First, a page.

• John decides it’s time to sell his business, and sells it for $500,000 to an interested buyer. As he started his business for $0, he has now triggered a $500,000 gross capital gain on its sale before any discounts,concessions or exemptions apply.
  • Because the capital gain is added to his personal income of $200,000, any additional income is taxed at 47%. Therefore, leaving John with a very large tax problem.

This is why it’s important to undertake the right planning when selling your business.

Tax minimisation strategies when selling your business

When done correctly, the available CGT tax concessions can enable you to minimise the tax you pay on the sale of your business. In some cases, you may even be able to reduce the tax down to $0.

There are a number of tax concessions available to eligible small businesses to help reduce the burden of your CGT.

To qualify as a small business you need to have:

  • Aggregated turnover of less than $2 million, or
  • Net assets are less than $6 million.

Then, you’re able to access the following CGT concessions.

The first 50% CGT reduction

For individuals, sole traders, and trusts that have owned their business for 12+ months, you receive a 50% reduction on the CGT amount of your sale.

15-year exemption

If you’re 55 or older, you’re retiring, and you’ve owned your business continually for 15+ years, you’re eligible to disregard the entire CGT amount on the sale of your business.

50% active asset reduction

An ‘active asset’ is one that’s been active and operational for at least half the time you’ve owned it. A business is considered an active asset.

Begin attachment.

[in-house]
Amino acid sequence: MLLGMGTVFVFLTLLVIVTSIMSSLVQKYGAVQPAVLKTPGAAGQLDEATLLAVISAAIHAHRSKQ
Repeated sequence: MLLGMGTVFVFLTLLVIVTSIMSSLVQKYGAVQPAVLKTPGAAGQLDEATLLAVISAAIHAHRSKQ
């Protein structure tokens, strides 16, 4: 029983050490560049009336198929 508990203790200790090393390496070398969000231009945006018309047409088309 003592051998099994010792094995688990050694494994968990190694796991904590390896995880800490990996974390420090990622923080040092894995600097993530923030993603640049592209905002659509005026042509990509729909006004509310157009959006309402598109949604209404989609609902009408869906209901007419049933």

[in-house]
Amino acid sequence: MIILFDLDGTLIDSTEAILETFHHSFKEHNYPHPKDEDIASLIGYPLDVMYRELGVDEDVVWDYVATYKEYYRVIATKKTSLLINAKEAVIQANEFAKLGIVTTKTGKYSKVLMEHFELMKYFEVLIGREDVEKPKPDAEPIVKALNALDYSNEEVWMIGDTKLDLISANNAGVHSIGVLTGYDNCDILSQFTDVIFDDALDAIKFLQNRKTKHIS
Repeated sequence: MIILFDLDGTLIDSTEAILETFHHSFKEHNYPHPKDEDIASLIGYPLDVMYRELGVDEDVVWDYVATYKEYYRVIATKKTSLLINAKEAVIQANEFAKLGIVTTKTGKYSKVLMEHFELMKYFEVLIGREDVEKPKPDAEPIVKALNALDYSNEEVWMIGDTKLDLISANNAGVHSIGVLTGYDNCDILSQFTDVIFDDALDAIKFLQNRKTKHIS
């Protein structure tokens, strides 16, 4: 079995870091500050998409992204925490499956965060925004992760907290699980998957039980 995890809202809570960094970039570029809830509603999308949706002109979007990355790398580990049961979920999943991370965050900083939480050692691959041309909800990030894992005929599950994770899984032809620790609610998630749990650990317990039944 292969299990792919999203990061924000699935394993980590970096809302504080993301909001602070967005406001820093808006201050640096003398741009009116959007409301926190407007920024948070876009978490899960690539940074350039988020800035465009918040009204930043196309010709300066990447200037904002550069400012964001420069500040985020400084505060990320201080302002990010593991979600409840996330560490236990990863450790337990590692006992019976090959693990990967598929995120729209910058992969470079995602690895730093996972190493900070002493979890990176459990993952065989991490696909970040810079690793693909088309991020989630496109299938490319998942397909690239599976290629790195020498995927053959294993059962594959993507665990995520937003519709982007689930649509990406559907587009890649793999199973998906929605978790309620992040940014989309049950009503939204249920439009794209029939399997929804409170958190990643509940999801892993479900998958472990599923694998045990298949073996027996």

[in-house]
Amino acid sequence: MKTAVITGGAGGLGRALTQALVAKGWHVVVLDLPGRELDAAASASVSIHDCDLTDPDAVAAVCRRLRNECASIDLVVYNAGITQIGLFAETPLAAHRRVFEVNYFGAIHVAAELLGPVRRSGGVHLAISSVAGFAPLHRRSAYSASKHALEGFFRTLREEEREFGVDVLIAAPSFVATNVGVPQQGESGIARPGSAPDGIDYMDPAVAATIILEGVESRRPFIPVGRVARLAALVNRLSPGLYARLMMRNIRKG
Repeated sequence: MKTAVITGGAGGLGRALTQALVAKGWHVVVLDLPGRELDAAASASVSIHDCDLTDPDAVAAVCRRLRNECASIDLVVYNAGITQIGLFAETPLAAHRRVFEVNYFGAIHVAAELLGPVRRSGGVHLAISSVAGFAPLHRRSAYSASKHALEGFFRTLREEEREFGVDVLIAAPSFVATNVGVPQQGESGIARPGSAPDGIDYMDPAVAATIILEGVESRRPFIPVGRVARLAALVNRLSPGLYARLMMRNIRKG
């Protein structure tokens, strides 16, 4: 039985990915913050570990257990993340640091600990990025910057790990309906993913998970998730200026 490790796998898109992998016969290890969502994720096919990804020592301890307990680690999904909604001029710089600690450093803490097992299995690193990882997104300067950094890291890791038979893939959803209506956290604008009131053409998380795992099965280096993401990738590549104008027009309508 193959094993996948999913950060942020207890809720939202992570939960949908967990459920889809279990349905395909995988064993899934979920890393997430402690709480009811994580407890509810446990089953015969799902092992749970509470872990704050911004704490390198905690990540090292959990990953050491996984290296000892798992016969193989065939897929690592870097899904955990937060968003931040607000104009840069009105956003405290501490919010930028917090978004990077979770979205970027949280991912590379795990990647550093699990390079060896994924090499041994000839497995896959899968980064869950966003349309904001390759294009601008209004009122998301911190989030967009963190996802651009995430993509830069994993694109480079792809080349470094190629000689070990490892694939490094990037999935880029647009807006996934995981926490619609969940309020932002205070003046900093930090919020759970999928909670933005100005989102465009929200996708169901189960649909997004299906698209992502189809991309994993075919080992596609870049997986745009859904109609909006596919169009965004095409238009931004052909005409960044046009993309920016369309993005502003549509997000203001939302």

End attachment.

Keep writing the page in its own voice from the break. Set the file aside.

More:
When selling an active asset, you’re entitled to a 50% reduction on the CGT on the sale.

Retirement exemption

This exemption allows you to disregard up to $500,000 of your capital gain. If you’re under 55, the capital gain amount must be deposited in your nominated super fund. If you’re over 55, you can choose between putting the money into super or keeping it outside of super.

Small business rollover concession

If selling an active asset, you can choose to roll the capital gain over into a replacement asset. This reduces the cost base of the new asset by the rollover amount.


Download our guide to tax-effective business sales

This guide can save you significant amounts of money when selling your business

Inside you will learn about information that will help you keep more of the sale price in your pocket

  • CGT concessions for small businesses
  • The difference between a share sale and an asset sale
  • What does the $6 million net asset test include?
  • What is a scrip for scrip rollover?
  • How to invest after a business sale

Download it here.


Tax minimisation strategies for companies selling the business

There are a number of CGT concessions available to businesses operating under a company structure: